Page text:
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# Lambda hyperon proton pi- channel

**Lambda -> Proton + Pi- Channel**

In this page, I've looked at what the minimum requirement would be to perform displaced vertex cut on a 40 GeV Lmabda hyperon, assuming we have two charged particle detection layers (such as Alex's HALO + Preshower in front of the FCS/FMS) at z=410cm and 710cm.

First, I looked at Pythia event record (sqrt(s)=200GeV) for the density of electron/positron, pion, and proton hits at z=410cm as a function of pseudo-rapidity.

Fig. 1. Charged particle hit density (per d_eta=0.1 and d_phi=30 degree slices)

Clearly, the hit density for a typical event at 200GeV is fairly low. But this will very much depend on the structure of the particular type of events we are interested in.

Now we look at the displaced vertex distribution for charged hadrons with E>30GeV.

Fig. 2. Pythia (200 GeV) vertex distribution for charged hadrons with E>30GeV, for the Lambda (Red) vs. all other (Black)

Notice that in this plot the X-axis in in millimeters. It's clear that displaced vertex cut would be very effective for Lambda reconstruction.

Fig. 3. Fraction of the Lambda events with E>40GeV with vertex > V(x)

**So if we cut at Vertex > 1m, we can keep ~70% of the signal while suppressing background significantly. **

The problem is that the opening angle for the Lambda decay is very small, and this very much makes the low hit density meaningless as far as lambda reconstruction is concerned.

Fig. 4. Track separation at the first layer as a function of the true displaced vertex, 40 GeV Lambdas.

Roughly speaking, the maximum opening angle is ~1/(lambda energy in GeV) in radian.

In order to estimate the vertex reconstruction resolution using two planes, I ran a toy MC, with planes located at 410cm and 710cm. Thrown lambdas had energy of 40 GeV, and uniform pseudo-rapidity distribution between 2.2 and 4.3. For each plane, the pixel size was varied from 0.1cm to 1cm in 0.3cm steps. In reality this just means I applied flat smearing of half the cell width to the X and Y coordinates of the track, and then reconstructed the two tracks from the smeared coordinates and calculated the DCA and the "pair vertex".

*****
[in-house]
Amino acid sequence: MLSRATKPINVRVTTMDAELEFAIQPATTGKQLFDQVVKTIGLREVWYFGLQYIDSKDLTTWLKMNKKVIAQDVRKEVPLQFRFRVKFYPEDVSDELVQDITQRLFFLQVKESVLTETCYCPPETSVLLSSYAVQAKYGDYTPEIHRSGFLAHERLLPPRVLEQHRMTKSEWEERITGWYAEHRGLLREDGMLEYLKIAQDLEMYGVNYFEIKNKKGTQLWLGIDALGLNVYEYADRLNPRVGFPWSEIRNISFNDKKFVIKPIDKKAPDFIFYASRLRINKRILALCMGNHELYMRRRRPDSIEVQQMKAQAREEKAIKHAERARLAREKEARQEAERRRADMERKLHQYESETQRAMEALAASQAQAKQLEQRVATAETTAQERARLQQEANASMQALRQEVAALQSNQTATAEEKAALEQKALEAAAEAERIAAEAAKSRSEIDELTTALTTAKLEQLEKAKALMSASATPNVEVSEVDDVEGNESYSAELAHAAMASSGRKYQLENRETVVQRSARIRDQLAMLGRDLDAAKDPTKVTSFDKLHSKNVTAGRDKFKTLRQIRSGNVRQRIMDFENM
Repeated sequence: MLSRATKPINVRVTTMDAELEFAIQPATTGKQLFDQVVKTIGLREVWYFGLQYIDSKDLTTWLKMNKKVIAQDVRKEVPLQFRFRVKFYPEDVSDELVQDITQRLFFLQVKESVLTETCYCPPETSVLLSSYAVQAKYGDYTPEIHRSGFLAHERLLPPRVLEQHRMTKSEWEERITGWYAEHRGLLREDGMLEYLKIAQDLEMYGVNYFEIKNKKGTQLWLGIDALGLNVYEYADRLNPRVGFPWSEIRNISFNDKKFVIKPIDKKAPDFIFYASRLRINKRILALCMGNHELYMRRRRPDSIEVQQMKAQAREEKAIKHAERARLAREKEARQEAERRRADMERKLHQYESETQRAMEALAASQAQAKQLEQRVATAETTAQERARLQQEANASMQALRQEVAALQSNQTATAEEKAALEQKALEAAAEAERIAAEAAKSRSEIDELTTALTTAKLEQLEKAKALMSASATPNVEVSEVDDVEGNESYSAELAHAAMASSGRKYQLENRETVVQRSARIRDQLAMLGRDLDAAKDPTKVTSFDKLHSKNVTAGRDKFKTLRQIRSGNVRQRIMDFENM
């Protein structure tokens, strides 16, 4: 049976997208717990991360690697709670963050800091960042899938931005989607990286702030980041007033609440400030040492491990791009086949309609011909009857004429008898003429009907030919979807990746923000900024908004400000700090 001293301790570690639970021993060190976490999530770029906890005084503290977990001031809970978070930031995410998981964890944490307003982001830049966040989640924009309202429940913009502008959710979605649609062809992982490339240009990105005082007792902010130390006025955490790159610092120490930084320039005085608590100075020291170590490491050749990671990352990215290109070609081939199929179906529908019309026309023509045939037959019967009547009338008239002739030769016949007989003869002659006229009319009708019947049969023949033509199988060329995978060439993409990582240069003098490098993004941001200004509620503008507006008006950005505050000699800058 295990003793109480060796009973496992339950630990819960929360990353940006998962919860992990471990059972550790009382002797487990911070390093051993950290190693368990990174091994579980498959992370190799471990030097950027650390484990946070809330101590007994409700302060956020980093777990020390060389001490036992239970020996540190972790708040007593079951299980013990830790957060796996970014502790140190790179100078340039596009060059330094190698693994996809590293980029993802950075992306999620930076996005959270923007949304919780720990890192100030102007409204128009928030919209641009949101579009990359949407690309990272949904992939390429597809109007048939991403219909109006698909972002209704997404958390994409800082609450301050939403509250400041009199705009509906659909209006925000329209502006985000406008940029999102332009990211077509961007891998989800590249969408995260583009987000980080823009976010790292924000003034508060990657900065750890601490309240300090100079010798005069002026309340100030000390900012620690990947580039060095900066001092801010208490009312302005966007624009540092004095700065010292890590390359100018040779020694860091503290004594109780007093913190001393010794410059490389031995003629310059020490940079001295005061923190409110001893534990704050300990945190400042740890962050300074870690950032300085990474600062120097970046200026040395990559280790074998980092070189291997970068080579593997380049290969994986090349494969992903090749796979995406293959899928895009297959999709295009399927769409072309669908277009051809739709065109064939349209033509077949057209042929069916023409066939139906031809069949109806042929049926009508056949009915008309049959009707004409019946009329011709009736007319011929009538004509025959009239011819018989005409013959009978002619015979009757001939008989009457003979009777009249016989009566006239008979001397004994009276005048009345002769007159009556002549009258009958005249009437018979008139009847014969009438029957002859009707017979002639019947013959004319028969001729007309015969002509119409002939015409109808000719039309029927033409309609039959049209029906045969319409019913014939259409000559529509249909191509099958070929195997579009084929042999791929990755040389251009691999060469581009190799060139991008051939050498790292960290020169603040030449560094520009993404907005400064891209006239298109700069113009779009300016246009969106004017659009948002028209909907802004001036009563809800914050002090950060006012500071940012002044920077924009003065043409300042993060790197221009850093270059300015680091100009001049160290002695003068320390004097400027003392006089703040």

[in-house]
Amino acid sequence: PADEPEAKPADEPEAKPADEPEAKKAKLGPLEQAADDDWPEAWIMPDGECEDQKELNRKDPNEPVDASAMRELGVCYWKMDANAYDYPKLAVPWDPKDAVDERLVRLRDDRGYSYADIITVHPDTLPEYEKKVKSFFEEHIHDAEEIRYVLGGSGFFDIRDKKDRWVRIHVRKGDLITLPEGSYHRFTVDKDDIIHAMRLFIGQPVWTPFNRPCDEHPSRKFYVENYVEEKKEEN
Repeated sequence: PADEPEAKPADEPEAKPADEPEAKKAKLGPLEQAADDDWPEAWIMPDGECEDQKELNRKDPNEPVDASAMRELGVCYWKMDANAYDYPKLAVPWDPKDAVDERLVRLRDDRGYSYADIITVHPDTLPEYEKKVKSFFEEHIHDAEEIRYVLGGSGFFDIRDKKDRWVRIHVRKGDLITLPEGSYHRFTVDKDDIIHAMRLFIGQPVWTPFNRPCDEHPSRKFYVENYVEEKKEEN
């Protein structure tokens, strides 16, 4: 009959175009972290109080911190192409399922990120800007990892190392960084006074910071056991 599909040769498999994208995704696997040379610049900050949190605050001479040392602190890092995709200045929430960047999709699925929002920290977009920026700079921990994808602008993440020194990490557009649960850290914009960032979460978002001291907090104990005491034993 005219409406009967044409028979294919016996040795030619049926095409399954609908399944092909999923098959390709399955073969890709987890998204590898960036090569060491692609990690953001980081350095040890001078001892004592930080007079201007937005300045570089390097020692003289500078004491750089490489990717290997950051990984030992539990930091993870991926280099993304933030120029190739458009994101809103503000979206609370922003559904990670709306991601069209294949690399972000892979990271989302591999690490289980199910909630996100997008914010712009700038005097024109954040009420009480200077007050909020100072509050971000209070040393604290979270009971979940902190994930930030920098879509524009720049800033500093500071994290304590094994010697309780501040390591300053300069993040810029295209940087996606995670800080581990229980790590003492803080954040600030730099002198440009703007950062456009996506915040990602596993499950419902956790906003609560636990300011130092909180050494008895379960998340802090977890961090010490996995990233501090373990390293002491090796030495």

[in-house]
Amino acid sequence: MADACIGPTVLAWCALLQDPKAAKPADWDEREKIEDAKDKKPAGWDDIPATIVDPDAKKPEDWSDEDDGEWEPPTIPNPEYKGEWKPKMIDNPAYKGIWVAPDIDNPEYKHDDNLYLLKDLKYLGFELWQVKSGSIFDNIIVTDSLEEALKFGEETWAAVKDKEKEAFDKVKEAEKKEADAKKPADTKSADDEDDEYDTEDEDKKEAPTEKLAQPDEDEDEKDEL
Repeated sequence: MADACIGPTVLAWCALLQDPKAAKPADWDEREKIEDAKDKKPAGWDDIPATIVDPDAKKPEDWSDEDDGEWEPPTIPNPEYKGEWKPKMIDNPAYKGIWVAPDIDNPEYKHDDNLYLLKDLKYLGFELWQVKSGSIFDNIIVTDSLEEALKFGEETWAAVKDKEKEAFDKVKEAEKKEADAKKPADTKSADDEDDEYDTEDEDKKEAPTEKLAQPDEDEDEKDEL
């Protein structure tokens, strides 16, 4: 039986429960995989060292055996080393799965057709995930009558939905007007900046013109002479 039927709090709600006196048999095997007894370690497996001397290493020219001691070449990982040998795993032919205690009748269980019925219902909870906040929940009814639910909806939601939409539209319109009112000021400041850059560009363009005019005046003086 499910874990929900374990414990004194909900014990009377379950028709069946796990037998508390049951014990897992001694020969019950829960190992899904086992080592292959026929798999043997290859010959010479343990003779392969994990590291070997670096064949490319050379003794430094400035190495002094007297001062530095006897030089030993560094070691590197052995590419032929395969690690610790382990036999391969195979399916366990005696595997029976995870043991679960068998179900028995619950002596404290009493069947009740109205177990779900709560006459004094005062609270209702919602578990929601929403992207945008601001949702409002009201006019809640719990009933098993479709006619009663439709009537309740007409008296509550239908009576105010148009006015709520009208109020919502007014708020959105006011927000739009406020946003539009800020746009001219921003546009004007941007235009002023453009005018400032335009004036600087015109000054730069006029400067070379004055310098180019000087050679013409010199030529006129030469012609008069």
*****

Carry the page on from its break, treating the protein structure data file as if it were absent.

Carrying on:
Fig. 5. True vertex vs. Measured vertex for varying resolution for the two planes

For instance, if we were to do Vmesured >100 cm cut, for L1=1cm, we see that the true vertex distribution for these events are not sufficiently away from zero.

The RMS for each distribution, only for the events with measured vertex > 100 cm, is shown below.

Fig. 6. Vertex resolution for varying cell width for the two planes, measured vertex > 100 cm.

Another potential problem is background tracks producing smaller DCA than the correct pairs, resulting in the loss of signal. I've made a simple modification to my toy MC to take a rough measure of how bad this effect might be, as described below.

1. For each event with measured lambda vertex > 100 cm, produce up to 10 extra tracks, all originating from the primary vertex. Pseudo-rapidity of these tracks are within +-0.2 of the lambda, and phi is randomized.

2. Smear and reconstruct these tracks the same way the lambda daughter tracks are handled.

3. For each extra track, pair it with the two lambda daughter tracks. If the resulting pair vertex is larger than 100 cm, divide the correct DCA by this background DCA. This is my ratio.

4. The extra tracks are not paired among themselves. This is an obvious omission, but it is unlikely that these extra primary tracks would survive the requirement that the pair vertex be larger than 100 cm.

So in the follwing plot, if the Y value is great than 1, that means we will have an incorrect pairing. If less than 1, then the correct lambda pair will survive. We expect the mispairing to get worse as the number of extra tracks increase, as the ratio for the minimum background DCA is plotted.

Fig. 7. Lambda vertex DCA / background DCA vs. Number of extra primary tracks

The reason for the pile up at y=0 is the requirement that the pair vertex be larger than 100 cm. It is clear that even with 10 primary tracks within +-0.2 of the lambda pseudo rapidity, the fraction of event that would result in incorrect pairing is extremely small, at least in this simple simulation. This is likely due to the fact that the true lambda daughter tracks have very small opening angle.

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